Key rulings for increased transparency for voters
Urgent action must be taken by the UK’s governments and parliaments, and by social media companies, to improve transparency around the targeting of voters online, a new report by the Electoral Commission finds.
Key recommendations made in “Digital campaigning: increasing transparency for voters” include:
- The UK’s governments should urgently change the law so that online materials produced by parties, candidates and campaigners have an imprint stating who has created them.
- The UK’s governments should revise spending return categories so that campaigners are required to provide detailed information about how money has been spent on digital campaigns.
- Social media companies should label each UK election and referendum advert on their platforms to make the source clear, and deliver their proposals for online databases of political adverts.
- More investigatory powers for the Electoral Commission to obtain information, and the ability to impose tougher sanctions.
The report stems from the increasing use of online and targeted digital communications with voters, as well as concerns about recent allegations of misinformation, misuse of personal data, and overseas interference. The Commission’s responsibilities include making recommendations about how electoral law might be modernised to reflect changes in campaigning techniques. A range of enquiries by the Commission have resulted in the package of recommendations announced today.
Sir John Holmes, Chair of the Electoral Commission, said:
Urgent action must be taken by the UK’s governments to ensure that the tools used to regulate political campaigning online continue to be fit for purpose in a digital age. Implementing our package of recommendations will significantly increase transparency about who is seeking to influence voters online, and the money spent on this at UK elections and referendums.
Social media companies
The Commission has welcomed social media companies’ commitments to political campaigning transparency and called on them to deliver their proposals for online databases of political adverts in time for UK elections in 2019 and 2020.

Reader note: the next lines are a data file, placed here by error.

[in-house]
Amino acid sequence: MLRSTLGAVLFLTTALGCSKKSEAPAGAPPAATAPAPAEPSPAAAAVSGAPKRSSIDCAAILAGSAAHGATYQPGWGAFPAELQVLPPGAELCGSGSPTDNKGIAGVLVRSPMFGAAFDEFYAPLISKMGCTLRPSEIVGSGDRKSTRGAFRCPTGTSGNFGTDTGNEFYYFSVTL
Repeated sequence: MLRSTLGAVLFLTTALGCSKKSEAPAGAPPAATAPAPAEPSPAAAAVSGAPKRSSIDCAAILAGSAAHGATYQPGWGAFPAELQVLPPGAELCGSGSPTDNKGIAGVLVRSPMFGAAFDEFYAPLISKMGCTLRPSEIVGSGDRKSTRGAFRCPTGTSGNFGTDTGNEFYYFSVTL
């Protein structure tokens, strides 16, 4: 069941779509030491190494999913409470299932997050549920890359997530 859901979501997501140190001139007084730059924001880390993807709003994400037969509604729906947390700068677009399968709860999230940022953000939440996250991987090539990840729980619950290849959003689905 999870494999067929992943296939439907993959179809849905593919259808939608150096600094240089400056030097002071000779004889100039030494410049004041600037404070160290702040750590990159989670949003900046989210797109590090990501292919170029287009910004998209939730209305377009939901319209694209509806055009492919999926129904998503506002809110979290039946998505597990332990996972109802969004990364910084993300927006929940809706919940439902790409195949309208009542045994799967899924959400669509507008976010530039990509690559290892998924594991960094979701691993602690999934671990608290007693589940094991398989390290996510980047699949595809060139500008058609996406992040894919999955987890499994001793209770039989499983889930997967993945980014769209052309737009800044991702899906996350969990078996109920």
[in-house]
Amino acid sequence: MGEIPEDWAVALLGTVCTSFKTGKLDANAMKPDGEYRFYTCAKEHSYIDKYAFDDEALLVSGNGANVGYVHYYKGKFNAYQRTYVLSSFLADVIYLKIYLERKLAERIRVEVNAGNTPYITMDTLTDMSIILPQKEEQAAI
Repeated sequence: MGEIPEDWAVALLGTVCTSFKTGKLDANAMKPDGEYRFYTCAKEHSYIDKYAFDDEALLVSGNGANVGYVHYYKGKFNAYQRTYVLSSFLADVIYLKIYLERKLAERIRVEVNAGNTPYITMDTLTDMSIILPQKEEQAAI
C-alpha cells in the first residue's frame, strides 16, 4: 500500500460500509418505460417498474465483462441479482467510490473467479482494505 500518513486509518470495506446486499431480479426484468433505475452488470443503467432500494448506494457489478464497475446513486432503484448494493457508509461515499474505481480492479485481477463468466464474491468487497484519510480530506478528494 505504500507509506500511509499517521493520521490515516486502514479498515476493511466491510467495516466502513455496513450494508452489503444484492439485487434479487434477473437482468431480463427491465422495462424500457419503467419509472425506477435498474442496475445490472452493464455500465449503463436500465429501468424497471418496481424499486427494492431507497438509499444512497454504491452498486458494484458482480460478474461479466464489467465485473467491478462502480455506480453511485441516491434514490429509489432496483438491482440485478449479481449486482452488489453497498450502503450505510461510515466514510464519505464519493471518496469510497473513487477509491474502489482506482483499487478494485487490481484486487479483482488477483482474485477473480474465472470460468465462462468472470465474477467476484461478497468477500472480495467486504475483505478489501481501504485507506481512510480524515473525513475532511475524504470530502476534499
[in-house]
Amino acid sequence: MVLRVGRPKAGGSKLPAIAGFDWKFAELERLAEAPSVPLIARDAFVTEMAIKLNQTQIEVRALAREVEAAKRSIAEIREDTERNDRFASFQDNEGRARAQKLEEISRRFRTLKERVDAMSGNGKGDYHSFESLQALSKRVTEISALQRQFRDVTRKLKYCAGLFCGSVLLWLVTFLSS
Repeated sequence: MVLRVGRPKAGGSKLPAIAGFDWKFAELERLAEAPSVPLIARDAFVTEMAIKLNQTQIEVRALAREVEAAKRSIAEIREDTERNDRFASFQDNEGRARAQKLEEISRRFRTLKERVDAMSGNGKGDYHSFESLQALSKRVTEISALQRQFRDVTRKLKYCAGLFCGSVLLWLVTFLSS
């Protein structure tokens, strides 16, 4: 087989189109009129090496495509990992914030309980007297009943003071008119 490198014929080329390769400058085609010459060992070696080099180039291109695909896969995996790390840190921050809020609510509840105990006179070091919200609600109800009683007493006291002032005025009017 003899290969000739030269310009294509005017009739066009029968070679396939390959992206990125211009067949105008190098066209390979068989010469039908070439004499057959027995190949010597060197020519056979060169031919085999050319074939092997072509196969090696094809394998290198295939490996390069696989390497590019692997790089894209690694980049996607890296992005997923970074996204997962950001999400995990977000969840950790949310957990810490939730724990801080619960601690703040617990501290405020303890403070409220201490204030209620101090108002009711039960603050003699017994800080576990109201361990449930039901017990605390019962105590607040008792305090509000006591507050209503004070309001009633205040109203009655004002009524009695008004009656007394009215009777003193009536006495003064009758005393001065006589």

In a further step to stop campaign funding from outside the UK, the Commission also called on social media companies to put in place new controls to check that people or organisations who want to pay to place political adverts about elections and referendums in the UK are legally permitted to do so.
Sir John Holmes added:
We recognise that no single body can deal with all of the issues raised by digital campaigning. Social media companies must play their part in transforming the transparency of digital political advertising. This includes ensuring that those that seek to target voters online are actually permitted by law to do so. If voluntary action by social media companies is insufficient, the UK’s governments should consider direct regulation.
Increased transparency and powers
The Electoral Commission is calling for further powers that will enable it to enforce electoral law in the digital era. It asks for a significant increase to the maximum fine (currently £20,000) it can impose on those who break the rules, and for stronger powers to obtain information in real time, including outside a specific investigation.
The report points to areas for further consideration by the Commission and others. It calls for a new look at how to give voters information about campaign spending more quickly after a campaign, or during it. Currently campaigners have between three and six months to submit their spending returns, depending on how much they spend.
The Electoral Commission also recommends new checks to ensure that foreign money is not being used to influence UK elections and referendums, for example requiring companies to show that they have made enough money in the UK to fund donations they make.
In addition to the report, the Commission also published new research today that examines voters’ attitudes towards digital campaigning. This research highlights the level of concern and confusion amongst voters and the will for action to be taken.
For more information contact the Electoral Commission press office:
- 020 7271 0704 (Out of office hours: 07789 920 414)
Download “Digital campaigning: increasing transparency for voters” report
Access the “Political Regulation and Digital Campaigning: A Public Perspective” report.
Notes to editors
- The Electoral Commission is the independent body which oversees elections and regulates political finance in the UK. It works to promote public confidence in the democratic process and ensure its integrity by:
- enabling the delivery of free and fair elections and referendums, focusing on the needs of electors and addressing the changing environment to ensure every vote remains secure and accessible
- regulating political finance – taking proactive steps to increase transparency, ensure compliance and pursue breaches
- using our expertise to make and advocate for changes to our democracy, aiming to improve fairness, transparency and efficiency
The Commission was set up in 2000 and reports to the UK and Scottish Parliaments.
- “Political Regulation and Digital Campaigning: A Public Perspective” is a report of qualitative research findings by GfK UK for The Electoral Commission.
- Digital campaigning
- UK wide